Friday, April 15, 2011

Liberals slip back two seats

It was a whirlwind 24 hours, but the Liberals are now back to 73 seats after this morning's Nanos poll brings them back down to earth. As that poll is just replacing yesterday's in the projection, and a new Mustel poll for British Columbia does not shift things much out west, there is little real change in the projection. But the two close ridings the Liberals took back yesterday have slipped just out of their fingers again.
The Conservatives have picked up 0.1 points in the projection are are now at 39%. They have been between 38.6% and 39% since March 29th, demonstrating just how little the numbers have moved in this campaign. They also pick up one seat and are back to 152.

The Liberals are unchanged at 28.2%, but small drops in Ontario and Quebec mean they are down to 73 seats.

The New Democrats are unchanged at 16.8% and 33 seats, while the Bloc Québécois is up 0.1 points to 8.9% and one seat to 50. The Greens are unchanged at 6% support.

We are supposed to hear from EKOS today, so look for tomorrow's projection in Le Devoir to see what effect it has on the numbers.

Since there wasn't much new to add to the projection, it has changed very little.

Atlantic Canada has had the biggest shift, with the Tories dropping 0.4 points to 37.3% and the NDP gaining 0.4 points. They are now at 18.9%. The Liberals are steady at 38% in the region.

In Quebec, the Conservatives and Liberals have dropped a little to the benefit of the Bloc Québécois, up 0.2 points to 36.9%. This is due to the 37.3% result from Nanos today.

And in Ontario, the Conservatives have widened the gap again by 0.3 points.

The seats lost by the Liberals are the ones they gained yesterday: Brampton - Springdale and Brossard - La Prairie. Parm Gill (Conservative) and Marcel Lussier (Bloc Québécois) are now favoured in those ridings.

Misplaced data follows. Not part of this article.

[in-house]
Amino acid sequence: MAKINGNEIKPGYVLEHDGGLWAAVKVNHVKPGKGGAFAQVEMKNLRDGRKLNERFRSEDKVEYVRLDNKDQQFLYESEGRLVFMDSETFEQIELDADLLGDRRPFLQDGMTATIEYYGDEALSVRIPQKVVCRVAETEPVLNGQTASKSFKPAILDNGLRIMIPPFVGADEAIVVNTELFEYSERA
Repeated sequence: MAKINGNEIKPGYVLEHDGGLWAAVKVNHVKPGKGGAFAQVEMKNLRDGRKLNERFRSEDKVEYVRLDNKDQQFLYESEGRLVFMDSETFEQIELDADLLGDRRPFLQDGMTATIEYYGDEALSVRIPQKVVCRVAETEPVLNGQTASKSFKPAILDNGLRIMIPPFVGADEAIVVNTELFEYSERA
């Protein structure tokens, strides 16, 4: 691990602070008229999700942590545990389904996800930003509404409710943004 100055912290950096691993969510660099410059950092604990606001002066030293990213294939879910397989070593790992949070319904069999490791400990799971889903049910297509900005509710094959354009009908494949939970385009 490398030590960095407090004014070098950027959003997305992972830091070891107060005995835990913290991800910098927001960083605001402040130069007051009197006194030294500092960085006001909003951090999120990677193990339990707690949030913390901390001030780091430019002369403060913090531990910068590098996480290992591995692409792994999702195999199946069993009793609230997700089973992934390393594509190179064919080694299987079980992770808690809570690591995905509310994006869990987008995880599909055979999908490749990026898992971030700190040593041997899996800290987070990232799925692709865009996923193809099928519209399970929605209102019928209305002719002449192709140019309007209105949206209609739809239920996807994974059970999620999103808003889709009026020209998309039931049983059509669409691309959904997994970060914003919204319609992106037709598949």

This week I've been focusing on the Ontario ridings which could go from the Conservatives to the Liberals. But now that the trend has been reversed, at least for today, let's look at the ridings liable to swap in this province and others, based on which parties are gaining and losing.

In British Columbia, the Conservatives have dropped a little while the Greens have gained a little. The only riding where the two parties are going head-to-head is Saanich - Gulf Islands. However, I still have the Tories 10.2 points ahead in the riding.

In Ontario, the Conservatives are within three points of the Liberals in Brampton West (0.5 point gap), Kingston and the Islands (1.2), and Eglinton - Lawrence (2.7), and Mississauga South (2.7). There is, actually, little room for Tory growth at the expense of the Liberals in the province, though a gain of four seats would put the Tories at 156.

In Quebec, where the Bloc has now gained while the Liberals and Tories have dropped, Gilles Duceppe's party is within three points of their opponents in Beauport - Limoilou (Conservative, 1.7 point gap), Papineau (Liberal, 2.2), and Montmagny - L'Islet - Kamouraska - Rivière-du-Loup (Conservative, 2.3).

And in Atlantic Canada, where the NDP is making headway at the expense of the Conservatives (at least, numbers-wise. The Tory vote could be going to the Liberals and some Liberal vote could be going to the NDP, or some other combination of these shifts from one party to another), there is very little prospect of seat gains for Jack Layton. The NDP is within 13.4 points of the Tories in South Shore - St. Margaret's (Nova Scotia) in the projection, while St. John's South - Mount Pearl in Newfoundland & Labrador is a close three-way race.


  1. Hi Éric, nice work. I was wondering if you could do an overlay of the trendlines from 2008 to compare the party progress and outcomes?

  2. I'm hearing that your three way race in SJSMP is correct but that Fabian Manning is in an up hill battle in Avalon, all according to party polling.